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Through a Lens Darkly

Films of Genocide and Ethnic Cleansing

John J. Michalczyk and SJ Raymond G. Helmick

While the ashes of the Holocaust were still fresh, Polish Jewish attorney Raphael Lemkin put a name to the tragedy that had decimated his family – genocide. The twentieth century was brutally scarred by the massive scale of genocide and its manifest forms of ethnic cleansing, massacres, and atrocities. We ask how these horrors can be visually translated to the screen while both maintaining their authenticity and serving as commercial «entertainment». Through an analysis of a series of poignant films on the plight of the Native Americans, the controversial Armenian genocide, the Holocaust and its legacy, the killing fields of Cambodia, and the Hutu-sponsored massacres in Rwanda, the reader can grasp the driving mechanisms of genocide and ethnic cleansing. The oft-repeated, «Never again» rings hollow to our ears in the wake of these tragedies in a post-Holocaust era. The films discussed here, both features and documentaries, are set in an historical context that sheds light on the dark side of humanity and are then discussed with the hope of better understanding our frailty. In the end, however, we ask can the «unrepresentable» ever be represented?
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The Flawed Vision in Claude Lanzmann’s Shoah (1985) and the Corrective Lens of Pierre Sauvage: James Bernauer, SJ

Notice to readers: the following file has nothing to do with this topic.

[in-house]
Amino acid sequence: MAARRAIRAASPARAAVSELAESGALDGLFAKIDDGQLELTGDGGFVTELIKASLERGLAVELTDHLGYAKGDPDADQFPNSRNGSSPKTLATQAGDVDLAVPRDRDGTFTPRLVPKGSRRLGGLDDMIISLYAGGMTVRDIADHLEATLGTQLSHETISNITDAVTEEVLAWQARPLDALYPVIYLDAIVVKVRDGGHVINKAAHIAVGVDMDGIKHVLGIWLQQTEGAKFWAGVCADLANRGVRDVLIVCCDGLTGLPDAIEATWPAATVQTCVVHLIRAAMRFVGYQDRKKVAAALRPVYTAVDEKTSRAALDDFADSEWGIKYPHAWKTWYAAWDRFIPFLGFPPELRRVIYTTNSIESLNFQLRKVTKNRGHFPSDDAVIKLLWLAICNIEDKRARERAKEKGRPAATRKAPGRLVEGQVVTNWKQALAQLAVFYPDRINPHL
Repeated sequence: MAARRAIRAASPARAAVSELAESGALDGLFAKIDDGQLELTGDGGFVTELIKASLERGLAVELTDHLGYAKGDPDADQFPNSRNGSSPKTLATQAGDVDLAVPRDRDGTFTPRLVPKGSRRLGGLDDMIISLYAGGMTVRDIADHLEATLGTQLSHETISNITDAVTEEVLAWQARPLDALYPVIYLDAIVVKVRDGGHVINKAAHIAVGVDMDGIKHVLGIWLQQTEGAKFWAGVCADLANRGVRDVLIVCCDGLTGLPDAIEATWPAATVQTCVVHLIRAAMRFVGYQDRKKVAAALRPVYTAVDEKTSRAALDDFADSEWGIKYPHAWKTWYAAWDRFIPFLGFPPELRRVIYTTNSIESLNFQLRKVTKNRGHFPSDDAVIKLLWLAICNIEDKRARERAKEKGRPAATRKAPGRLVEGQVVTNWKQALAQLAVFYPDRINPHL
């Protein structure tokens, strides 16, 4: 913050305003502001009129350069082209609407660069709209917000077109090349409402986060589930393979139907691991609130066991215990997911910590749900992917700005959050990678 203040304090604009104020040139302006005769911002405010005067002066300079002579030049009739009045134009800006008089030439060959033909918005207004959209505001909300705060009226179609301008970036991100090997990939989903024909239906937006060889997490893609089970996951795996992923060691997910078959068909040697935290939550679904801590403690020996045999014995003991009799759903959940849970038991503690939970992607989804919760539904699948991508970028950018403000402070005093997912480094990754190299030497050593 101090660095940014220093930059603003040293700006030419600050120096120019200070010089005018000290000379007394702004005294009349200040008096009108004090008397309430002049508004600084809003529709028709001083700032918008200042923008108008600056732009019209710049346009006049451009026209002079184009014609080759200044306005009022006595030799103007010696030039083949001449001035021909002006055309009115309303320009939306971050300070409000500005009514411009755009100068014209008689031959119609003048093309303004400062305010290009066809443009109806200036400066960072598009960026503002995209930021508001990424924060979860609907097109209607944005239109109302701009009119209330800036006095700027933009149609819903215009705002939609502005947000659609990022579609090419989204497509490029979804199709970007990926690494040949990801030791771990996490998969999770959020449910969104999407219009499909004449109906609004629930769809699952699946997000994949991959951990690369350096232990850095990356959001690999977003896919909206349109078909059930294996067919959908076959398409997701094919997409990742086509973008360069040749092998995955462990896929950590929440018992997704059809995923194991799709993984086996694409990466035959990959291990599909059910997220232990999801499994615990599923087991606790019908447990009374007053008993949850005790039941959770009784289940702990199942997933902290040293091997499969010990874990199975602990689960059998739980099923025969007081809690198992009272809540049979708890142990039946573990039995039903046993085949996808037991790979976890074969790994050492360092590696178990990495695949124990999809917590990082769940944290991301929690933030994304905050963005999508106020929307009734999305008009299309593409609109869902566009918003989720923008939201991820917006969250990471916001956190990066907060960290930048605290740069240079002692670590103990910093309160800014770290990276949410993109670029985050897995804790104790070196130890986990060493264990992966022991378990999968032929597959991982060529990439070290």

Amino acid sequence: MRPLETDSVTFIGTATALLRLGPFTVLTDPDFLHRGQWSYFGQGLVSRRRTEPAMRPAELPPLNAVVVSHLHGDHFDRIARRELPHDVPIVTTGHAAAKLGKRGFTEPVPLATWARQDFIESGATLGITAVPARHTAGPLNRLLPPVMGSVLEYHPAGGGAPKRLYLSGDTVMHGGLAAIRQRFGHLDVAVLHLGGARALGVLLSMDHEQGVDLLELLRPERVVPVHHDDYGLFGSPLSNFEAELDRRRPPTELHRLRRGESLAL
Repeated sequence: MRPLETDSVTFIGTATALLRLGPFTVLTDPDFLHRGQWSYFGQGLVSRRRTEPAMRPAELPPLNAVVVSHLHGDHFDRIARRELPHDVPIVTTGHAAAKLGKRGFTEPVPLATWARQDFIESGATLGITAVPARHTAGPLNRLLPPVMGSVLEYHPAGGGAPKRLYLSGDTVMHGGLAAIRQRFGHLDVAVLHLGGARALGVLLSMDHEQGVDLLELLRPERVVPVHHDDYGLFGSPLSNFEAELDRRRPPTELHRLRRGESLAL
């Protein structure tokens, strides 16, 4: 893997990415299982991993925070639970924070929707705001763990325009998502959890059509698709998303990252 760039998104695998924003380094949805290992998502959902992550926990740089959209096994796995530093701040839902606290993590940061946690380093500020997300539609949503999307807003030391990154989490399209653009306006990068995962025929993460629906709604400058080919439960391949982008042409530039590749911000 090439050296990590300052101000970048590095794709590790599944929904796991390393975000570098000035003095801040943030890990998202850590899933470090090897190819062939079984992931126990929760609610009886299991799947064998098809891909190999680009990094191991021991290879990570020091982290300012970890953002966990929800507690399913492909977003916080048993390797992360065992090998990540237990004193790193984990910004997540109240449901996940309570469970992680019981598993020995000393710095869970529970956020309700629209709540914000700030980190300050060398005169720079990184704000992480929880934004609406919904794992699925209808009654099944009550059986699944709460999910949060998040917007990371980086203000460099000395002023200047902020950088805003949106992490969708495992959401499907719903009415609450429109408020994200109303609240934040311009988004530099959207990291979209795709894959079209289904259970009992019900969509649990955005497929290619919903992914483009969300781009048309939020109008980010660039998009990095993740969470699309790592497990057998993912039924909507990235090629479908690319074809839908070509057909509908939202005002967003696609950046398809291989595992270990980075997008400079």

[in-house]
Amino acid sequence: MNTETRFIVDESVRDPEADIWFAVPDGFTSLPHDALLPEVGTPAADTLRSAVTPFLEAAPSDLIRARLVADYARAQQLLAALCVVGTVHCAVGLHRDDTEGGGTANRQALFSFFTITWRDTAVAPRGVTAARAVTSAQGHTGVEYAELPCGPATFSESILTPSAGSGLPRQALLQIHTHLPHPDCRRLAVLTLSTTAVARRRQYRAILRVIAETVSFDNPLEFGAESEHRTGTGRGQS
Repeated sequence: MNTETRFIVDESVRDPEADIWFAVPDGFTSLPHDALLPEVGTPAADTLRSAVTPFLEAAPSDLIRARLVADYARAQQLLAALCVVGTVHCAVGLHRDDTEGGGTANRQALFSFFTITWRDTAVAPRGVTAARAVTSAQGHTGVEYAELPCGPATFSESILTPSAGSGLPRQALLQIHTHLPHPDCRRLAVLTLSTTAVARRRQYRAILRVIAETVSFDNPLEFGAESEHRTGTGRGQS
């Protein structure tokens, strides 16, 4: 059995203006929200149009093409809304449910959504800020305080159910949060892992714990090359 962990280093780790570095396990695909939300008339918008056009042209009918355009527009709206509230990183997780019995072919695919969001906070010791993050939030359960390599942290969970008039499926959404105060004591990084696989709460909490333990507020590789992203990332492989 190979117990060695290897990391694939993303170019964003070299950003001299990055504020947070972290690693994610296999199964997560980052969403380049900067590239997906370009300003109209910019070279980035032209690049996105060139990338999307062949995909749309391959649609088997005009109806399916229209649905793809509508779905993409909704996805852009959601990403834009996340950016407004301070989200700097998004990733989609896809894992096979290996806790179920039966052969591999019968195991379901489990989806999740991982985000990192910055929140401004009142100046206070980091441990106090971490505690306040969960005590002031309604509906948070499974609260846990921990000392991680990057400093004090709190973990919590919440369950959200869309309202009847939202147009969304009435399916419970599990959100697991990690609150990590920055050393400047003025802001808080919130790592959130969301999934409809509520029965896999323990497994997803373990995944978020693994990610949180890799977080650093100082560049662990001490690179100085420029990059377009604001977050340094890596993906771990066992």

James Bernauer, SJ

Claude Lanzmann’s Shoah (1985) allows us to see the genocide of European Jewry, presenting sights and spectators that previous films had not caught. Through visits to the death camps and by way of conversations with witnesses to the murder that took place in them, Lanzmann brings us near to what has been called the “life of death.”1 We hear the slaughter and see the ruins it has left behind. Although, to my knowledge, he refers to Hannah Arendt but once in his writings, Lanzmann’s view is comparable to her grasp of totalitarianism: the world as laid waste, as visited by an absolute destruction.2 Nowhere are they closer than in their depictions of the loneliness and isolation felt by the victims of Nazi terror. People are uprooted and made superfluous. To quote Arendt: “To be uprooted means to have no place in the world, recognized and guaranteed by others; to be superfluous means not to belong to the world at all.” Enveloping one is a profound loneliness, that is, “a situation in which I as a person feel myself deserted by all human companionship.”3

Near the end of the film’s first part and at the very end of the film we encounter the radically isolated figure. In the former it is Simon Srebnik who dreams in Chelmno, Poland, that, “if I survive, I’ll be the only one left in the world, not another soul. Just me. One. Only me left in the...

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